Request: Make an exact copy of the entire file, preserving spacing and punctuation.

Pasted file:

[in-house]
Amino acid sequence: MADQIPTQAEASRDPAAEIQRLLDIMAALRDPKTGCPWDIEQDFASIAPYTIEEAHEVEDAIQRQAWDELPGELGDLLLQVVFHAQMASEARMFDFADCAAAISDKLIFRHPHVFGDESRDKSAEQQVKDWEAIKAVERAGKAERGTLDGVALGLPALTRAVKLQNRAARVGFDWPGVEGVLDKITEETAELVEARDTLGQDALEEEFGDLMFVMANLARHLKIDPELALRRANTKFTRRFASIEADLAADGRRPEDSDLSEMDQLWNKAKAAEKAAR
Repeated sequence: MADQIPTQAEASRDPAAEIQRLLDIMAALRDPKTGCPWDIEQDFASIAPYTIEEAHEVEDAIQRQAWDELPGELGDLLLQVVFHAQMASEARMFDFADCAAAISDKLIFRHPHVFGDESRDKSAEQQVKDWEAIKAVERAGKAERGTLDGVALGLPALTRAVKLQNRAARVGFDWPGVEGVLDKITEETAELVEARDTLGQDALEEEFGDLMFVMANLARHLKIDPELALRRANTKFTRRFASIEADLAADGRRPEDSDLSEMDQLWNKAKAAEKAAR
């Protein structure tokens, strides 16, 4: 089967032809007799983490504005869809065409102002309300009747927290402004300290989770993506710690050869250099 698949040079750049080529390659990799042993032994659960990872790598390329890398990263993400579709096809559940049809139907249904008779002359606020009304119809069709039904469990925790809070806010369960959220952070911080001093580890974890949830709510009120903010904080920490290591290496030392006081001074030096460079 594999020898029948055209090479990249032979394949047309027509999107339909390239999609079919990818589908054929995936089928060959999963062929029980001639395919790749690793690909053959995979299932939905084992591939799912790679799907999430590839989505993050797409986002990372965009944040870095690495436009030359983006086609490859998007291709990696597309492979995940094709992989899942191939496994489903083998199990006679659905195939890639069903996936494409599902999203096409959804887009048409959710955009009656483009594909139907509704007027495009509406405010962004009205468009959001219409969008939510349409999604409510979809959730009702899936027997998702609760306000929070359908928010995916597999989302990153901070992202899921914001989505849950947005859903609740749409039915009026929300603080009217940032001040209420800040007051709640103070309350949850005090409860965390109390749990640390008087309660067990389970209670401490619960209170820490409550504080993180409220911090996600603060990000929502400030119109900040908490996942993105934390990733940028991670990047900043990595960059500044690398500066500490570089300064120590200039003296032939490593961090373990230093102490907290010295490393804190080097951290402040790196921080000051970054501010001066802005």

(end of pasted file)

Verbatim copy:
[in-house]
Amino acid sequence: MADQIPTQAEASRDPAAEIQRLLDIMAALRDPKTGCPWDIEQDFASIAPYTIEEAHEVEDAIQRQAWDELPGELGDLLLQVVFHAQMASEARMFDFADCAAAISDKLIFRHPHVFGDESRDKSAEQQVKDWEAIKAVERAGKAERGTLDGVALGLPALTRAVKLQNRAARVGFDWPGVEGVLDKITEETAELVEARDTLGQDALEEEFGDLMFVMANLARHLKIDPELALRRANTKFTRRFASIEADLAADGRRPEDSDLSEMDQLWNKAKAAEKAAR
Repeated sequence: MADQIPTQAEASRDPAAEIQRLLDIMAALRDPKTGCPWDIEQDFASIAPYTIEEAHEVEDAIQRQAWDELPGELGDLLLQVVFHAQMASEARMFDFADCAAAISDKLIFRHPHVFGDESRDKSAEQQVKDWEAIKAVERAGKAERGTLDGVALGLPALTRAVKLQNRAARVGFDWPGVEGVLDKITEETAELVEARDTLGQDALEEEFGDLMFVMANLARHLKIDPELALRRANTKFTRRFASIEADLAADGRRPEDSDLSEMDQLWNKAKAAEKAAR
């Protein structure tokens, strides 16, 4: 089967032809007799983490504005869809065409102002309300009747927290402004300290989770993506710690050869250099 698949040079750049080529390659990799042993032994659960990872790598390329890398990263993400579709096809559940049809139907249904008779002359606020009304119809069709039904469990925790809070806010369960959220952070911080001093580890974890949830709510009120903010904080920490290591290496030392006081001074030096460079 594999020898029948055209090479990249032979394949047309027509999107339909390239999609079919990818589908054929995936089928060959999963062929029980001639395919790749690793690909053959995979299932939905084992591939799912790679799907999430590839989505993050797409986002990372965009944040870095690495436009030359983006086609490859998007291709990696597309492979995940094709992989899942191939496994489903083998199990006679659905195939890639069903996936494409599902999203096409959804887009048409959710955009009656483009594909139907509704007027495009509406405010962004009205468009959001219409969008939510349409999604409510979809959730009702899936027997998702609760306000929070359908928010995916597999989302990153901070992202899921914001989505849950947005859903609740749409039915009026929300603080009217940032001040209420800040007051709640103070309350949850005090409860965390109390749990640390008087309660067990389970209670401490619960209170820490409550504080993180409220911090996600603060990000929502400030119109900040908490996942993105934390990733940028991670990047900043990595960059500044690398500066500490570089300064120590200039003296032939490593961090373990230093102490907290010295490393804190080097951290402040790196921080000051970054501010001066802005």